5 Horror Filmmakers Who Also Surprisingly Make Hallmark Christmas Movies
I recently discovered the fascinating overlap of horror directors and Hallmark Christmas movie directors. It sounds silly, but quite a few horror filmmakers either got their start with Hallmark, or transitioned to making them after, or during, their horror careers. It’s an incredibly specific relationship but there’s a reason: both are pretty cheap to make and require a quick turnaround. I spoke to Justin Dyck, director of Anything for Jackson, earlier this year who has made over 15 Hallmark Christmas movies since 2016. Some notable titles include Christmas With A Prince, Christmas Wedding Planner and Christmas Catch. For Dyck, it was a way to get his foot in the door and prove his ability to make movies for cheap, as well as hone his filmmaking skills. Plus, it’s steady work that can help fund side projects.
Dyck isn’t the only one who’s found luck and work in the realm of the cheesy Hallmark Christmas film. Here are a few other horror filmmakers who’ve cut their teeth on whirlwind holiday romances.
Michael Varrati is a queer filmmaker and screenwriter who’s made several horror shorts, including one included in Deathcember. He co-founded June Gloom, a horror production company focused on creating queer horror. He’s also directed 17 episodes of The Boulet Brother’s Dragula. But, before he started directing, he wrote Christmas movies, and still does to this day. When he moved to LA after doing some horror screenwriting on the East Coast, he met a Hallmark movie producer. With Varrati’s skills in horror, the producer knew he could write a script fast and with a small budget in mind. So, Varrati wrote A Christmas Reunion, starring Denise Richards, and a career was born.
I think we can all agree that Hello Mary Lou: Prom Night II is an incredible film. It’s weird, it’s funny, and it blows the original Prom Night out of the water. We have writer Ron Oliver to thank for that. He went on to make his directorial debut with the third Prom Night film. And now? Oliver is a prolific Hallmark Christmas moviemaker, recently directing Peacock’s Housewives of the North Pole. And he absolutely loves it. He told the L.A. Times that “none of [his previous work] has had the resonance with audiences that my Christmas movies have.” Apparently, Hallmark fans give horror lovers a run for their money.
Tibor Takács directed the terrifying kid’s horror film The Gate in 1987. It’s a film that scarred a lot of 80s and 90s kids. Plus it features a baby Stephen Dorff. But, since then, while Takács has done some SyFy movies like Ice Spiders, he’s found a career in the Hallmark space. Between low-budget horror, he’s made films such as Once Upon A Christmas and Rocky Moutain Christmas. So next time you watch The Gate, think about Takács incredible range and his dual life in horror and holiday movies.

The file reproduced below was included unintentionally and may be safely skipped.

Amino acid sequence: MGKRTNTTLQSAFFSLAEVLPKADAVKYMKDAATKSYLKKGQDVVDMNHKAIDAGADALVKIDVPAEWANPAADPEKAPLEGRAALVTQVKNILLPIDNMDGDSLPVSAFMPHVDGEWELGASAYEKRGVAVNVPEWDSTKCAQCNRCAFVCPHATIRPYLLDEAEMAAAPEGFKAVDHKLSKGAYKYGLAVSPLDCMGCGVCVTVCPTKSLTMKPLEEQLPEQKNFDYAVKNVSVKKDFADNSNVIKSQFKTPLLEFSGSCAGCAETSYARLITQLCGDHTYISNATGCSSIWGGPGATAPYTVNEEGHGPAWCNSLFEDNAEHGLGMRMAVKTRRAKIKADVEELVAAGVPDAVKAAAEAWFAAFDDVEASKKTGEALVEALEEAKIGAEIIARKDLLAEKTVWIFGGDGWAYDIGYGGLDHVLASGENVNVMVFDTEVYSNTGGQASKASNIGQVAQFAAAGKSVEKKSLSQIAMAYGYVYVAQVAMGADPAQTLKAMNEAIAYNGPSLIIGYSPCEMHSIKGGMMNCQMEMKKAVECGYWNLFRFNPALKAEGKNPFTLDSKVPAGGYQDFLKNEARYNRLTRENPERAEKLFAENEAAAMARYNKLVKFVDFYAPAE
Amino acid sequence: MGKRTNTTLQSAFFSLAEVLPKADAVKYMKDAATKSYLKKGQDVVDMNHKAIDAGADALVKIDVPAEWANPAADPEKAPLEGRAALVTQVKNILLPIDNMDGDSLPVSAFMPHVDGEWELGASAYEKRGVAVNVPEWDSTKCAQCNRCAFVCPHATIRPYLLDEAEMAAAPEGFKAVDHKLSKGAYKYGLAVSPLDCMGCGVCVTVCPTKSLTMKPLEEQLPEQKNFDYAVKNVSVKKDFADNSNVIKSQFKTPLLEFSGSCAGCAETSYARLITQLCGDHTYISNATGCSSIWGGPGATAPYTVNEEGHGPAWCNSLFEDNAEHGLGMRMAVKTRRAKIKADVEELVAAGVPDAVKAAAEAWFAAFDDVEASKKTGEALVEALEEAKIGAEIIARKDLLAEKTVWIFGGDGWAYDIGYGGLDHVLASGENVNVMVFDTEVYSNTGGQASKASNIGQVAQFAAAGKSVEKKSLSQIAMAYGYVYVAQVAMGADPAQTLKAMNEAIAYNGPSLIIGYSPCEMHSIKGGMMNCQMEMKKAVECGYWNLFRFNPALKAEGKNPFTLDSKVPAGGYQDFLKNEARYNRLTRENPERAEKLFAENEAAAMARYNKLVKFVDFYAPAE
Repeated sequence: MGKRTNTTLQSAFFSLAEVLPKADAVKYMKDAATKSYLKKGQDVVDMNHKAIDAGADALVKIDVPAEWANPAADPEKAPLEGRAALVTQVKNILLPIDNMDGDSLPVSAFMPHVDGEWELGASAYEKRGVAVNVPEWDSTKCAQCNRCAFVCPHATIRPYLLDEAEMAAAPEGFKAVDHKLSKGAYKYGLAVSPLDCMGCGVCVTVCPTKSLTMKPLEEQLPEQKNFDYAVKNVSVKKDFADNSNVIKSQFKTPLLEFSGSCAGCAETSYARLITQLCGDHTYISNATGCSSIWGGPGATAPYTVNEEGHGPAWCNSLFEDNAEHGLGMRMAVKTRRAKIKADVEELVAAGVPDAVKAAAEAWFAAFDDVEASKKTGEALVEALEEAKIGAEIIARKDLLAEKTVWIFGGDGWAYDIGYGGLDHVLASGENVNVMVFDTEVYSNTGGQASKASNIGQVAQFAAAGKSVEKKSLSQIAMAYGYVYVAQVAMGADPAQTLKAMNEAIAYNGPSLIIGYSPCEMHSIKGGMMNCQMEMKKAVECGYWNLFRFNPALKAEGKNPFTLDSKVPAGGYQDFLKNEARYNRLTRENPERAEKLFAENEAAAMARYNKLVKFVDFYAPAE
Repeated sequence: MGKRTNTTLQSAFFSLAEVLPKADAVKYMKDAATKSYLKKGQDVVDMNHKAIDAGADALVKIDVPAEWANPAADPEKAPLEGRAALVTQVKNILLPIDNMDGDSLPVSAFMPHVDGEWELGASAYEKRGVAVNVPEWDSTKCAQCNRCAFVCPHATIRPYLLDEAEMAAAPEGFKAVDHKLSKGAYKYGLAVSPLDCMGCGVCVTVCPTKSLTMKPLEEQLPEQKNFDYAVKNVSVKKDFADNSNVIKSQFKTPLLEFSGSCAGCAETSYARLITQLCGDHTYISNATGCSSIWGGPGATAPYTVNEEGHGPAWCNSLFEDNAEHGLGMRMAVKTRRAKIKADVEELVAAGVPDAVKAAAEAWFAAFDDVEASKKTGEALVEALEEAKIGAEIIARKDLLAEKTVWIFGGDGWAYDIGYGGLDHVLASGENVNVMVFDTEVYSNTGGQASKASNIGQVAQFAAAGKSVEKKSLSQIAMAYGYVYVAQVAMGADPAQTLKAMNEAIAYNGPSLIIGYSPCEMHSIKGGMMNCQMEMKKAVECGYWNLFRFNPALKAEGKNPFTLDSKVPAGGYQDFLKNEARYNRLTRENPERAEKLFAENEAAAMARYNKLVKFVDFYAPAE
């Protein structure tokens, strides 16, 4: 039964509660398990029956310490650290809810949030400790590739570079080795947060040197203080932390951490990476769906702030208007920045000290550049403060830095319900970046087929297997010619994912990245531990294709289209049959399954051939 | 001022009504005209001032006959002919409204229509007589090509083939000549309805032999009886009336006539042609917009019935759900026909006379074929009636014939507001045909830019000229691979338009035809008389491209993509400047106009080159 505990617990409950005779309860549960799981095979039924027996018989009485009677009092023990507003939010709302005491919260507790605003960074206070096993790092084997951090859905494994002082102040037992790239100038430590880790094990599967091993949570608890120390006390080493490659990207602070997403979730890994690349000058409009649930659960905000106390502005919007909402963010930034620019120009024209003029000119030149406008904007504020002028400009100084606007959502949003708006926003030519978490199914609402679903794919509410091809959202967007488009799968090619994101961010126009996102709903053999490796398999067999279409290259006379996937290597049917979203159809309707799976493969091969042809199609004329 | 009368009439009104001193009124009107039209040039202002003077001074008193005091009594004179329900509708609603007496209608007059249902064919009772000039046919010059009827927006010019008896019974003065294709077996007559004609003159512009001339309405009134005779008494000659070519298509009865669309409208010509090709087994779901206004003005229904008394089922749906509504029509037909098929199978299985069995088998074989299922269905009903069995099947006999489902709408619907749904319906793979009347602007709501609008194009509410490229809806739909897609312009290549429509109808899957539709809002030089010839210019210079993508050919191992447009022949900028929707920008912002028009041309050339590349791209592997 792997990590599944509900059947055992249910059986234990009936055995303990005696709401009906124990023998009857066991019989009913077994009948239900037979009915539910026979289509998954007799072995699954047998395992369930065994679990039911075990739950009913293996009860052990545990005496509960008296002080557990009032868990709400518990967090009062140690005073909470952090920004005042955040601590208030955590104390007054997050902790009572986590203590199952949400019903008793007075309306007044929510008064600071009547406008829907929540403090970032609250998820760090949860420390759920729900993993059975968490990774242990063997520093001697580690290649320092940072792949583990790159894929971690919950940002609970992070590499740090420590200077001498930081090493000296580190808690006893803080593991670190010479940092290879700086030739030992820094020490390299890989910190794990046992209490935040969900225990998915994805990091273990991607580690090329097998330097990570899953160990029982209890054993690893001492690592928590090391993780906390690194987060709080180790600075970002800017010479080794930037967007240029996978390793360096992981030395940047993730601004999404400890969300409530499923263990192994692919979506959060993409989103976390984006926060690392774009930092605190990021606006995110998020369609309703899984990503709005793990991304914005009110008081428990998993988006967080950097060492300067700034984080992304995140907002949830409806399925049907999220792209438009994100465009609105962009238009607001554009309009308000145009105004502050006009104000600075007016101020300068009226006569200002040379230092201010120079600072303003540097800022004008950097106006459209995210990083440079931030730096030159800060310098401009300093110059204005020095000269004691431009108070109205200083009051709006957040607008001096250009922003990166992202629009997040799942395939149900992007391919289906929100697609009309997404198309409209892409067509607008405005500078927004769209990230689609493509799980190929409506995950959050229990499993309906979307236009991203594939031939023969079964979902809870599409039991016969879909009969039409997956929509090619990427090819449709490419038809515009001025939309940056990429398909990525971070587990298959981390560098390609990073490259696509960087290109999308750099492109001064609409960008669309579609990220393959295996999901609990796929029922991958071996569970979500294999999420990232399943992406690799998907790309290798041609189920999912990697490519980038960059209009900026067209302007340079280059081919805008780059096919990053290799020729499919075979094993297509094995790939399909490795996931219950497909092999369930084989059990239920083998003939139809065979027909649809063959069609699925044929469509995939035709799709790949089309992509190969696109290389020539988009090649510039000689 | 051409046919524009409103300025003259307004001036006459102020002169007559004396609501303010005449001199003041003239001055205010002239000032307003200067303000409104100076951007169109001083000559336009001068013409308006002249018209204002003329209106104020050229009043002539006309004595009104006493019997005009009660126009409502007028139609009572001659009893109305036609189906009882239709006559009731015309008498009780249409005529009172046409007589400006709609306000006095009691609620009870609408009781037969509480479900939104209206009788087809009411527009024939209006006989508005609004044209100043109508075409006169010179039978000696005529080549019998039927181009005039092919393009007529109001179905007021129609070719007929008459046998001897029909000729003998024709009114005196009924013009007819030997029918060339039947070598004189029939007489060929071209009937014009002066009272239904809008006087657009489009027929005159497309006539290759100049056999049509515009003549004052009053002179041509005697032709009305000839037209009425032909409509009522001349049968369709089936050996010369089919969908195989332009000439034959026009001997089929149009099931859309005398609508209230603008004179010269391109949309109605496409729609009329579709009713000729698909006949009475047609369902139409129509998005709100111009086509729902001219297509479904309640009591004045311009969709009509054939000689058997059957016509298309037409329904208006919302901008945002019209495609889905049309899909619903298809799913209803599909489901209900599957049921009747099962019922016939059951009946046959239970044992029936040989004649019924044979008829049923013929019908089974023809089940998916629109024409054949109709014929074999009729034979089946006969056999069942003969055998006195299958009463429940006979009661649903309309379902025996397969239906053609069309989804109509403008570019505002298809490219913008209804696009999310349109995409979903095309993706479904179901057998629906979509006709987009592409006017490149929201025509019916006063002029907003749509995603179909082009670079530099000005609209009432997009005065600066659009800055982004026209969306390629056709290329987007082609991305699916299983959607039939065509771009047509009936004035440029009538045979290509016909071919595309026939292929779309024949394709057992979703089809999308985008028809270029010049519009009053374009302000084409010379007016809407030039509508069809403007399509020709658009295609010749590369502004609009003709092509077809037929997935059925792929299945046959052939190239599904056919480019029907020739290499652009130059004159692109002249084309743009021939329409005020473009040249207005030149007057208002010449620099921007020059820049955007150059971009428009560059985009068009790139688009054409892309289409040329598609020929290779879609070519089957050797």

Steve R. Monroe
In 2010, Steve R. Monroe remade the iconic and disturbing rape-revenge film I Spit On Your Grave, as well as its 2013 sequel. So it may come as a surprise that he’s a prolific Hallmark movie director with over 20 films under his belt since 2016. That kind of output is impressive, showing the hustle of horror filmmakers looking to ensure they can fund their dream projects.
Daniel DeCoteau got his start in the industry thanks to Roger Corman. From there he started to make porn and horror films, eventually working for Charles Band at Full Moon Pictures. He made such films as Puppet Master III: Toulon’s Revenge and Beach Babes from Beyond. But this well-known horror and exploitation filmmaker isn’t just about blood and nudity. Since 2016, DeCoteau has made a rather hard pivot into the cheesy romance space. In 2014, he told Flavorwire,
“I always wanted to make what I could sell. So I just promised myself that I would not be set in my ways. If somebody said, ‘Look, we need a horror film, we need a creature feature, we need a Western, we need a period costume drama,’ I was able to put it together pretty quickly.”
That quote foreshadowed what was to come in his career. And hey, good on DeCoteau for shifting towards what will make him that money, honey.
Honorable Mention: Bob Clark
Bob Clark didn’t make a Hallmark Christmas movie, but he sure made one of the best holiday movies out there. The Black Christmas director is also responsible for the 1983 classic A Christmas Story. Talk about range. Clark can go from the horrifying phone calls of the murderous Billy to the BB gun-loving Ralphie who’s just trying to survive the holidays. While the subjects are incredibly different, there’s an air of dark humor running through both that marks both films with his signature style.